9. I can't speak to the usefulness of the other software but I will say this, the reason that we always have (and always will) offer free remediation of all detected threats in Malwarebytes is primarily due to the fact that we do not believe it is ethical to require someone to enter credit card or other sensitive payment information on a system which is currently infected with malware. Or to put it another way, if you have a Trojan/keylogger/backdoor/spyware or similar threat on your system designed to steal credit card/bank account/PayPal or other sensitive info that you view/type on the system and we then require you to enter any info of this type on that system in order to use our software to remove the threats that it's found, that would be morally irresponsible of us as an anti-malware vendor. That's the primary reason, and the secondary reason is that we actually believe in our motto which states: "Everyone has the right to a malware free existence!" which simply means that we believe everyone, regardless of whether or not they're paying us, has the right to be free from malware. So we don't charge for remediation and the scan engine in our free version is fully capable of detecting and removing everything that the scan engine in our paid version can. That said, there are obviously other realtime components in our paid product which can prevent threats earlier in the attack chain which cannot be implemented in an on-demand scan engine (such as behavioral detection of exploits and ransomware as well as blocking malicious websites etc.) so there are real benefits to using our paid product, however when it comes to remediation after the fact for an already infected system, we do not charge for it and that's why. Likewise, we offer a free 14-day trial of our paid product so that users may try the software out for themselves and determine if they believe it's worth paying for a subscription/license. We even take it one step further and offer a 30-day money-back guarantee which allows them to return their subscription and get a full refund if they're unsatisfied with the software for any reason at all (or even no reason and they just want to return it because they simply changed their mind). We aren't so desperate to have customers who aren't happy with our products to pay us money that they don't want to. We want our customers to be happy with the software we provide and the protection that it offers them. In fact, if a user comes to our forums here infected with malware, even if our free product was unable to successfully detect and/or remove it, we'll help them to clean their system free of charge, regardless of whether they're a paying customer or not. Think of it like the opposite of the tech support scams you see where they tell you that you're infected (when often you actually aren't) and they want to charge you upwards of $300 to remove the malware from your system (and you must pay them in advance, of course).
  10. While I agree that this is a scenario that needs to be addressed, I'm not onboard with the proposed solution of absolutely disabling all future alerts for a given IP/URL block, only because frequent/repeated blocks to/from the same malicious server could indicate the presence of malware on the system, either in the form of a Trojan or other malware trying to phone home (contact the C&C server for instructions), to exfiltrate data from the system (i.e. keyloggers and other threats which attempt to steal data), or to download other threats (i.e. a downloader Trojan/worm), or a malicious web browser plugin connecting to a blocked site so enabling customers to basically pretend the block event isn't happening by concealing all future alerts about it seems to be the wrong approach in my opinion. Instead, I'd propose a sort of middle ground where perhaps after a certain number of blocks to/from the same malicious server we offer to update and run a scan for malware and if that comes back clean, offer to provide free diagnostics/malware removal assistance services (via one of our support channels where we already do things like this, such as here on our forums as well as via email) to verify that the system is not infected, and if it is, to of course get the system cleaned up, all free of charge (we do not charge for these services). And finally, in order to make it less annoying and address the initial issue of too many duplicate alerts, we could instead reduce the frequency of them, only showing an alert every n# of instances following the first one or two block events and/or have a timer which prevents us from displaying a duplicate block alert within a certain timeframe (i.e. no more than n# of duplicate block alerts within a 60 second timeframe or similar). One or a combination of any of the above would be better in my opinion than simply providing a means of deliberately ignoring a repeating block event alert because that's just hiding the symptom of a larger potential issue rather than dealing with and resolving it in my opinion.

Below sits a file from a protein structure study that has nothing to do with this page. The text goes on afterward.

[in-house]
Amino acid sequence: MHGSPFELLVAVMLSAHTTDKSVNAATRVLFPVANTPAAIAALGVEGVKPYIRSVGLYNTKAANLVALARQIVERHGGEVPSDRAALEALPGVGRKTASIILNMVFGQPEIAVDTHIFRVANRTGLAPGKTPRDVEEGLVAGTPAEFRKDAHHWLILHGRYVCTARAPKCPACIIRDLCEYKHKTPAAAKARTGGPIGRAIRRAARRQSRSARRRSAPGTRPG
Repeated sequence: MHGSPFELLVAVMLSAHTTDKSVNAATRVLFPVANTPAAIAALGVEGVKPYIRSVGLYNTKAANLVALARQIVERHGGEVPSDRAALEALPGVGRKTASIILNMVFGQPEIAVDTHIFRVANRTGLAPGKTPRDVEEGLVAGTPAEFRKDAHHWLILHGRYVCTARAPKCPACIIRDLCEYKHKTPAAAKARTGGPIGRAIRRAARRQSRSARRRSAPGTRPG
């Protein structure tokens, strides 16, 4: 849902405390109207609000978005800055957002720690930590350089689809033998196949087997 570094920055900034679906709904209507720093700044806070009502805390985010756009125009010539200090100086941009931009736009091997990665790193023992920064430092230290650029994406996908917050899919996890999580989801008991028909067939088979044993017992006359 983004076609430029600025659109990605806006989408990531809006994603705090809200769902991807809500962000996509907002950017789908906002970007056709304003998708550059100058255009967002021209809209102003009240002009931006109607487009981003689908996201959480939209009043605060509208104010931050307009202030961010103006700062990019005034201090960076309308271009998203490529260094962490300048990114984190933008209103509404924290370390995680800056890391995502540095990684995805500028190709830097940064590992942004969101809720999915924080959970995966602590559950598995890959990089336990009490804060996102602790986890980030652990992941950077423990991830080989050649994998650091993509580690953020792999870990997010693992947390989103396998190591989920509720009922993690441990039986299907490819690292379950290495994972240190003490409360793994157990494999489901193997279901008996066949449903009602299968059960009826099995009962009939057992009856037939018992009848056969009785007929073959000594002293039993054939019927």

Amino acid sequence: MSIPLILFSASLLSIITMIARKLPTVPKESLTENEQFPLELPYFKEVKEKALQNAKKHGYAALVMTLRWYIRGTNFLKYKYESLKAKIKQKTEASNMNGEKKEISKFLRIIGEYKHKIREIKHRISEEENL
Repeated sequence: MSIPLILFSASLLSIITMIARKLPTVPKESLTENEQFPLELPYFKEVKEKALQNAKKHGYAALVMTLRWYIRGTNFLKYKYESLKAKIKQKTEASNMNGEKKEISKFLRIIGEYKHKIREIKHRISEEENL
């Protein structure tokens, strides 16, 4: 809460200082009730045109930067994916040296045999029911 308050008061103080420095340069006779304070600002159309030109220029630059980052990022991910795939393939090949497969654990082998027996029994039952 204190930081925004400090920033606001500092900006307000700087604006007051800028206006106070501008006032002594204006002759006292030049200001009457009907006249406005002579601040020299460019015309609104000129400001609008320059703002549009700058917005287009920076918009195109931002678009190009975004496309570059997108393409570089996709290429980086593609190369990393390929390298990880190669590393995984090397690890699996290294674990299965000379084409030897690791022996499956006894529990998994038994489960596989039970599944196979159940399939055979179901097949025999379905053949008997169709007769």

11. Absolutely. Please see this article for details (the cliffs notes version is that when Malwarebytes software is detected on the system, the exploit kit doesn't even attempt to infect the host system but even if that were not true, both our anti-exploit and anti-ransomware components should guard against the methods of attack being used).
  12. The bad guys release new threats on holidays and weekends all the time. It's a very common practice that we've been aware of since the beginning. It's one of the reasons that our Research team is always active on weekends and holidays, around the clock, all year long to ensure that whenever a new threat emerges we're on top of it as quickly as possible. Malware doesn't take days off, and neither does Malwarebytes. Our database updates keep rolling out every single day .
  13. Yes, these more detailed notification controls are still on our to-do list, though I don't know if or when they'll be implemented. Also, I went ahead and split this into its own topic since it's a request for functionality unrelated to the thread it was initially posted in. Please let us know if you have any other ideas/requests/feedback. Thanks
  14. You don't need to run fixdamage.exe manually in most cases. If a rootkit is detected on the system which is known to break any of the things repaired by fixdamage.exe then Malwarebytes will run it automatically during cleanup. That said, if you still see issues after cleanup such as Windows Update not working, the Windows Firewall being disabled (when no other firewall is installed, of course), Windows Defender not working when it should be or broken internet connectivity then you may run it manually if you wish in order to see if it resolves the remaining problems. However, if the system is functioning normally after the cleanup then running fixdamage.exe really shouldn't be necessary.
  15. Malwarebytes in particular, including our anti-rootkit defs, uses a lot of heuristics. Very few of our definitions/algorithms cover a single threat/variant and more often than not we target entire families or even multiple families of malware with each rule in our databases.